Partial response channels are characterized by the polynomials
(1−D)(1+D)n
where D represents a delay of one symbol period and n is an integer. For n=1,2,3, the partial response channels are referred to as PR4, EPR4 and EEPR4, with their respective frequency responses shown in FIG. 1A. The channel's dipulse response, the response to an isolated symbol, characterizes the transfer function of the system (the output for a given input). With a binary “1” bit modulating a positive dipulse response and a binary “0” bit modulating a negative dipulse response, the output of the channel is a linear combination of time shifted dipulse responses. The dipulse response for a PR4 channel (1−D2) is shown as a solid line in FIG. 1B. Notice that at the symbol instances (baud rate), the dipulse response is zero except at times t=0 and t=2. Thus, the linear combination of time shifted PR4 dipulse responses will result in zero ISI at the symbol instances except where immediately adjacent pulses overlap.

It should be apparent that the linear combination of time shifted PR4 dipulse responses will result in a channel output of +2, 0, or −2 at the symbol instances (with the dipulse samples normalized to +1, 0, −1) depending on the binary input sequence. The output of the channel can therefore be characterized as a state machine driven by the binary input sequence, and conversely, the input sequence can be estimated or demodulated by running the signal samples at the output of the channel through an “inverse” state machine. Because noise will obfuscate the signal samples, the inverse state machine is actually implemented as a trellis sequence detector which computes a most likely input sequence associated with the signal samples.

The performance of the trellis sequence detector in terms of bit error rate depends on the amount of noise in the system, including noise due to the spectrum of the read signal diverging from the ideal partial response. Linear distortions in the read signal can generally be suppressed using a linear equalizer which may operate on the continous-time analog read signal or the discrete-time samples of the read signal. Typical read channels employ both an analog equalizer, such as a biquad analog filter, followed by a nth order finite-impulse response (FIR) discrete-time filter. Linear equalizers, however, are not effective in attenuating non-linear distortions in the read signal, such as asymmetries caused by the non-linear response of a magneto-resistive (MR) read head.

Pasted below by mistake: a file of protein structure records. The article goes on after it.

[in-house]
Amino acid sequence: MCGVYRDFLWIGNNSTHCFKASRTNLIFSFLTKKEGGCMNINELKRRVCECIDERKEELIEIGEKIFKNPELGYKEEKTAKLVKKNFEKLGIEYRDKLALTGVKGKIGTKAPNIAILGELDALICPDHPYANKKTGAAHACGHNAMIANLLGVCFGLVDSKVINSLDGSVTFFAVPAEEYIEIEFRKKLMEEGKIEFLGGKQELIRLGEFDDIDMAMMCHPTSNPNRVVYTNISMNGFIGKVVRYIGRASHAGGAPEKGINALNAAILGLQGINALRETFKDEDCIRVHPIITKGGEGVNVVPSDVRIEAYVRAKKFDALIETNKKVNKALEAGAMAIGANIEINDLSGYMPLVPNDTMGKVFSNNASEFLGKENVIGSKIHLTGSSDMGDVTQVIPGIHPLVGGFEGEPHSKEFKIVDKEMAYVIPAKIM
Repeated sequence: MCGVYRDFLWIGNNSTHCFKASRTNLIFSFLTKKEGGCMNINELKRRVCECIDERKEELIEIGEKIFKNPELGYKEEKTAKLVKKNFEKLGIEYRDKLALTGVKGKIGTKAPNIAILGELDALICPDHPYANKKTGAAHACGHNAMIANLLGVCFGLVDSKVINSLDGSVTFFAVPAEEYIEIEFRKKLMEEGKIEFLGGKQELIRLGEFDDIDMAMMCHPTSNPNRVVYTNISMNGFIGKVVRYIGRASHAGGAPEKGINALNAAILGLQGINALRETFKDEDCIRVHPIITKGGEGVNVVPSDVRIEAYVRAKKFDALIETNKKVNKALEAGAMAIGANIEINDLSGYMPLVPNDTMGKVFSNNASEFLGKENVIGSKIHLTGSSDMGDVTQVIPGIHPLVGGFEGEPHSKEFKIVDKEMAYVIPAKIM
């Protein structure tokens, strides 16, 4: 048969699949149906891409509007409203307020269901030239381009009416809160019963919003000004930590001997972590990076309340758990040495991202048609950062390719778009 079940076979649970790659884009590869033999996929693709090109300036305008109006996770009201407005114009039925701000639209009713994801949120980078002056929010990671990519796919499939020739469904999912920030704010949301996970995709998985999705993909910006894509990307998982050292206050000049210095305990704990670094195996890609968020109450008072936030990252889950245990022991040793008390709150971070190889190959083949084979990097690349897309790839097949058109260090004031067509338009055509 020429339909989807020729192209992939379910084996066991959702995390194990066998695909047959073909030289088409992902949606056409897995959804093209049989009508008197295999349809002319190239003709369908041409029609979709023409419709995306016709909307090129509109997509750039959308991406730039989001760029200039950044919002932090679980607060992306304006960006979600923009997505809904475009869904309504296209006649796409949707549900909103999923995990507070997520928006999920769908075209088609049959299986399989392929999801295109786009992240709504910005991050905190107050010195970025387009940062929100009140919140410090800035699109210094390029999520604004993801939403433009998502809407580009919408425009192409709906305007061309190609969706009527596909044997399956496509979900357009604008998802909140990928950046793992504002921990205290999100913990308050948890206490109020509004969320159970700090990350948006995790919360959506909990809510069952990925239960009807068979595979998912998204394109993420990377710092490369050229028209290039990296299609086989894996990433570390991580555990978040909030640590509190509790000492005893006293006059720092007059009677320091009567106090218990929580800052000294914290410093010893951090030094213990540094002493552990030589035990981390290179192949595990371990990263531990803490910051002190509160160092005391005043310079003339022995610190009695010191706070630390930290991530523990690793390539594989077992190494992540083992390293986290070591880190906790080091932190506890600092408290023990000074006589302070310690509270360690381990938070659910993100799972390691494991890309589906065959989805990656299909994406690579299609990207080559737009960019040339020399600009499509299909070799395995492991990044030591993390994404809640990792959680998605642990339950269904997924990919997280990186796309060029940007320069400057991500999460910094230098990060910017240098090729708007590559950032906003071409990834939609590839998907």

An MR read head comprises an MR sensor element with a resistance which is proportional to the strength of the magnetic flux; the read signal is generated by applying a current to the MR element and measuring the voltage across it as it passes over the magnetic transitions recorded on the disk. FIG. 2A is a plot of the head's resistance versus the magnetic flux which illustrates that the response can be very non-linear. The asymmetry effect of this non-linearity on the read signal is illustrated in FIG. 2B which shows the head's response to an isolated positive and negative magnetic transition. In this example, the magnitude of the pulse induced by the positive magnetic transition is greater than the magnitude of the pulse induced by the negative magnetic transition (note that the asymmetry in the pulses may be reversed, and other asymmetries may also be present in the read signal). Ultimately, the non-linear distortions prevent the read signal from attaining the desired partial response target, introducing noise into the sample values which degrades the performance of the trellis sequence detector. This undesirable effect is generally ameliorated by applying a magnetic biasing field across the MR element so that it operates in a linear region of the response while still providing sufficient sensitivity and stability. However, biasing the MR element does not remove the non-linear aberrations from the read signal entirely, particularly when errors in the biasing field move the MR element away from the optimal linear region of operation.

There is, therefore, a need for an improved sampled amplitude read channel for use in disk storage systems that provides a non-linear correction circuit for correcting non-linear distortions in the read signal, such as asymmetries caused by the non-linear response of an MR read head.

SUMMARY OF THE INVENTION